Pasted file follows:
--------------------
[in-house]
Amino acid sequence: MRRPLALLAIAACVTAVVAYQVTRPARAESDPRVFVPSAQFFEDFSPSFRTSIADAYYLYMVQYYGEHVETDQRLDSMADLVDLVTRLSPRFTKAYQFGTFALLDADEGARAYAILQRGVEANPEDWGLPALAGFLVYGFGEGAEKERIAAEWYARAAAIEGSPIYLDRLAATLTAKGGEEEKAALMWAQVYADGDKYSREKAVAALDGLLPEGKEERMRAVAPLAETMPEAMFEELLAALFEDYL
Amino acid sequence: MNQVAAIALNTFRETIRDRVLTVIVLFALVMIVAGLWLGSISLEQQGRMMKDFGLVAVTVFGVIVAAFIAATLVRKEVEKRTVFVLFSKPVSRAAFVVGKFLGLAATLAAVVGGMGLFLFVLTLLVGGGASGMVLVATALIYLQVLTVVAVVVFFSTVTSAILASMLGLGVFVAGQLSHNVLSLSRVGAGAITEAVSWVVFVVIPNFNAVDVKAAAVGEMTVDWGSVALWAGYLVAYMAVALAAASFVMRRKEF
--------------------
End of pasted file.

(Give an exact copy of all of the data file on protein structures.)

[in-house]
Amino acid sequence: MRRPLALLAIAACVTAVVAYQVTRPARAESDPRVFVPSAQFFEDFSPSFRTSIADAYYLYMVQYYGEHVETDQRLDSMADLVDLVTRLSPRFTKAYQFGTFALLDADEGARAYAILQRGVEANPEDWGLPALAGFLVYGFGEGAEKERIAAEWYARAAAIEGSPIYLDRLAATLTAKGGEEEKAALMWAQVYADGDKYSREKAVAALDGLLPEGKEERMRAVAPLAETMPEAMFEELLAALFEDYL
Amino acid sequence: MNQVAAIALNTFRETIRDRVLTVIVLFALVMIVAGLWLGSISLEQQGRMMKDFGLVAVTVFGVIVAAFIAATLVRKEVEKRTVFVLFSKPVSRAAFVVGKFLGLAATLAAVVGGMGLFLFVLTLLVGGGASGMVLVATALIYLQVLTVVAVVVFFSTVTSAILASMLGLGVFVAGQLSHNVLSLSRVGAGAITEAVSWVVFVVIPNFNAVDVKAAAVGEMTVDWGSVALWAGYLVAYMAVALAAASFVMRRKEF